UVs From A Plane
3ds Max provides a modifier for getting UV coordinates from a NURBS surface. Also, the Projection Mapping tools provide a rather convoluted way for stealing UV coordinates from another mesh, but it is not dynamic - it cannot acquire mapping coordinates on every frame while the source and target objects are changing. In production though, this is often quite useful to be able to acquire data continuously. Genome solves this problem by allowing any face, vertex or particle data accessible to its operators to be copied from one object to another.
In the following example, we will create a plane and a teapot and will assign the UV coordinates of the Plane to the Teapot, thus mimicking a Planar UV Map Gizmo in world space. The benefit of this approach is that any deformations applied to the plane would be applied to its UV coordinates and thus to the UVs of the teapot, and the teapot can be moved within the UV space, thus producing a kind of a "Predator" effect where the one object disappears on the background of the other when looked under the right angle.
- Start a new 3ds Max scene
- Create a Plane primitive with size 120x120, 4x4 segments.
- Create a Teapot primitive with Radius 30.0 and 16 segments.
- Assign a Standard Material to both objects
- Assign a Checker Map to the Diffuse channel of the material, set its colors to blue and yellow and the UV Tiling to 4.0x4.0
- Press the Show Map In Viewport icon to display in the viewports:
- Add a Genome modifier to the Teapot and set it to "Face Corners" iteration mode.
- Press the "Open Magma Editor" button.
- Press Ctrl+[O] to create a new output node and set it to TextureCoord channel.
- Click anywhere in the editor to deselect the Output and press [O] and [N] for Object > NearestPoint operator.
- Drag a wire from the Geometry input socket of the new node to automatically create an InputGeometry node.
- Pick the Plane as the only InputGeometry object by pressing the "Pick in Scene..." button and clicking on the Plane.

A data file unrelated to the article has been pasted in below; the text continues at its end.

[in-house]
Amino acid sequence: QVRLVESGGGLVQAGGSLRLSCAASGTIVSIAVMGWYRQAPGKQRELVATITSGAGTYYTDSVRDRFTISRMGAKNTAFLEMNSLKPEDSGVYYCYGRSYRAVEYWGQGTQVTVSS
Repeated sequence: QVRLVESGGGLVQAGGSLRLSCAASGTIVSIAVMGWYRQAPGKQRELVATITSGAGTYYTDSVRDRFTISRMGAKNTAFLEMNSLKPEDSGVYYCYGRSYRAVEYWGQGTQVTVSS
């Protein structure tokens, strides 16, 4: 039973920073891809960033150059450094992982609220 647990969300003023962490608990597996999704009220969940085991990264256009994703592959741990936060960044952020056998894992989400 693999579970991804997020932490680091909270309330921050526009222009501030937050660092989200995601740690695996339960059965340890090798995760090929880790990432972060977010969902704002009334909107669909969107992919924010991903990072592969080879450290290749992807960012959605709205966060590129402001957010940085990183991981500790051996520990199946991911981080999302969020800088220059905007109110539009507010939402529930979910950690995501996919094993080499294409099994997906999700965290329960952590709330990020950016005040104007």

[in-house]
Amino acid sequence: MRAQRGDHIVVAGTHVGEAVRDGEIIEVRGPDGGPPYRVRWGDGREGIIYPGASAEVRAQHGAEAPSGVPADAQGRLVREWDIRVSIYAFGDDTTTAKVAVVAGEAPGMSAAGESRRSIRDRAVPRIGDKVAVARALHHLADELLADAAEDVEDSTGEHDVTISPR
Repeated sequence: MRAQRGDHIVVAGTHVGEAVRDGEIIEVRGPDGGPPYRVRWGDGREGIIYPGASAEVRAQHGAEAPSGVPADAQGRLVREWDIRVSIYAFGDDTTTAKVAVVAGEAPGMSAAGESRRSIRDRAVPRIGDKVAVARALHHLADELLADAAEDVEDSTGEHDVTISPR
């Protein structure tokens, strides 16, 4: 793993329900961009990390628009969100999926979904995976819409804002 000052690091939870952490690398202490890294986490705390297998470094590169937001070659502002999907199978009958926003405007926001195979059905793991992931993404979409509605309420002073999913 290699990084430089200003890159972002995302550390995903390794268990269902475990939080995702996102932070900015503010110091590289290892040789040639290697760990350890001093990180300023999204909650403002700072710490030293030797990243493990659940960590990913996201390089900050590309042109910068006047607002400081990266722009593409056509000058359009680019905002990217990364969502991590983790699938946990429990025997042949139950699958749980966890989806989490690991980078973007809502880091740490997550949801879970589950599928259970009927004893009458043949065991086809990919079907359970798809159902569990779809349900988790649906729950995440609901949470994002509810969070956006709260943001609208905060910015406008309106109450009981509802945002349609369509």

- Drag a wire from the Lookup Point input socket of the NearestPoint operator to automatically create a world space Position input.
- Click anywhere to deselect all (or press Ctrl+[D]).
- Press [O] and [Q] for a new FaceQuery operator and connect it to the Output node.
- In the FaceQuery operator, type in TextureCoord in the "Expose Mesh Channels" text field and press ENTER to add to the list, then uncheck the >Expose Position - this will remove the Position socket and connect the new TextureCoord socket to the Output node.
- Place the FaceQuery operator to the right of the NearestPoint, then select the InputGeometry node, hold Ctrl to add to the selection and select NearestPoint and FaceQuery, too.
- With the three nodes selected, press [SPACE BAR] to connect all relevant sockets - InputGeometry to Geometry, ObjIndex to ObjIndex, FaceIndex to FaceIndex and Bary Coords to BaryCoords.
RESULT: At this point, the Teapot should acquire the Mapping Channel 1 coordinates from the Plane and show the texture projected in the XY plane. You can move or animate either object in world space - the Teapot will "swim" in the mapping of the plane. Note that if the Teapot leaves the Plane, the Nearest Point might become the same for multiple vertices, this producing less than optimal mapping.
Deforming UV Coordinates
As mentioned already, this setup allows us to deform the "mapping gizmo" to produce mapping effects not easily achievable using regular UV Map Gizmos.
- Select the Plane primitive and change it to 20x20 segments.
- Add a Noise modifier to the Plane Primitive, enable the "Fractal" and "Animate Noise" options and enter X:50.0 and Y:50.0 for the Strength (leave Z at 0.0).
RESULT: The Teapot will now acquire the deformed UV coordinates which move with the vertices of the Plane.